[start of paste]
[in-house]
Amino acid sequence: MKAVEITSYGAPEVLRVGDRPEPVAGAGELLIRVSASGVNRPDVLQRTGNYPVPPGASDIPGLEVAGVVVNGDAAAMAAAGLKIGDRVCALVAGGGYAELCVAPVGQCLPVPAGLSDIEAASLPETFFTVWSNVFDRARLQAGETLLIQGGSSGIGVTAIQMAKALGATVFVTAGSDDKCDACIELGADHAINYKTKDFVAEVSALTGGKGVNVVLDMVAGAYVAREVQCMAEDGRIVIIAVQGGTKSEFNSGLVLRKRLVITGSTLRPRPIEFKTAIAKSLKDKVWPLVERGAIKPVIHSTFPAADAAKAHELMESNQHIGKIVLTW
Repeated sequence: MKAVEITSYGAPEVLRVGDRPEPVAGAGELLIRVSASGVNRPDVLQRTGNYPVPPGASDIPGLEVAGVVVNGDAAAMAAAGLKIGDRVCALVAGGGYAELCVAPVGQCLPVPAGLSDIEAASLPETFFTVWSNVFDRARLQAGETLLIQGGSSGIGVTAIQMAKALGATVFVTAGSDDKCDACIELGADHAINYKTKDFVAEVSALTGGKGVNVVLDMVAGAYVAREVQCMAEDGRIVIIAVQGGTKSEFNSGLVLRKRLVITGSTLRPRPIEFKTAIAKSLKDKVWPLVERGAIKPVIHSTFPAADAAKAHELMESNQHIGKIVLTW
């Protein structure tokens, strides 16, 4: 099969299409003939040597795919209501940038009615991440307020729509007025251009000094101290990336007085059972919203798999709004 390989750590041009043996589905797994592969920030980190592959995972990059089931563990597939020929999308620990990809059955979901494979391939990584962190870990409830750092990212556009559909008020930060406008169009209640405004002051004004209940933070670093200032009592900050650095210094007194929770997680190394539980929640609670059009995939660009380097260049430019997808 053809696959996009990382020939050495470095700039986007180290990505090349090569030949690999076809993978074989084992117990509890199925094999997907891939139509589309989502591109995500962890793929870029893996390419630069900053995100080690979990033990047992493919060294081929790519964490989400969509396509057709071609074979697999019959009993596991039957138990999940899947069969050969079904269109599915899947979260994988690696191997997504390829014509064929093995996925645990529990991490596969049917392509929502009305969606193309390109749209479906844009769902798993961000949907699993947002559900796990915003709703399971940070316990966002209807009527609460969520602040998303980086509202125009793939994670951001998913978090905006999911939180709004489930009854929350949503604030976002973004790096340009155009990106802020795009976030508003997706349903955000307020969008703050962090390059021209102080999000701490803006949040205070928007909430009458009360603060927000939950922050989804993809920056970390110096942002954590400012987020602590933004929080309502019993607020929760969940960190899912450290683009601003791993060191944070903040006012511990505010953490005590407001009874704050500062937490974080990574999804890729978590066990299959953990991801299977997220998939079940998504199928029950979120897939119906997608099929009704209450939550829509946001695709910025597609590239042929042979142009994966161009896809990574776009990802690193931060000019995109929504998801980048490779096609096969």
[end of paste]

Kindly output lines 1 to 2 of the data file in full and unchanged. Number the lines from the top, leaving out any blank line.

[in-house]
Amino acid sequence: MKAVEITSYGAPEVLRVGDRPEPVAGAGELLIRVSASGVNRPDVLQRTGNYPVPPGASDIPGLEVAGVVVNGDAAAMAAAGLKIGDRVCALVAGGGYAELCVAPVGQCLPVPAGLSDIEAASLPETFFTVWSNVFDRARLQAGETLLIQGGSSGIGVTAIQMAKALGATVFVTAGSDDKCDACIELGADHAINYKTKDFVAEVSALTGGKGVNVVLDMVAGAYVAREVQCMAEDGRIVIIAVQGGTKSEFNSGLVLRKRLVITGSTLRPRPIEFKTAIAKSLKDKVWPLVERGAIKPVIHSTFPAADAAKAHELMESNQHIGKIVLTW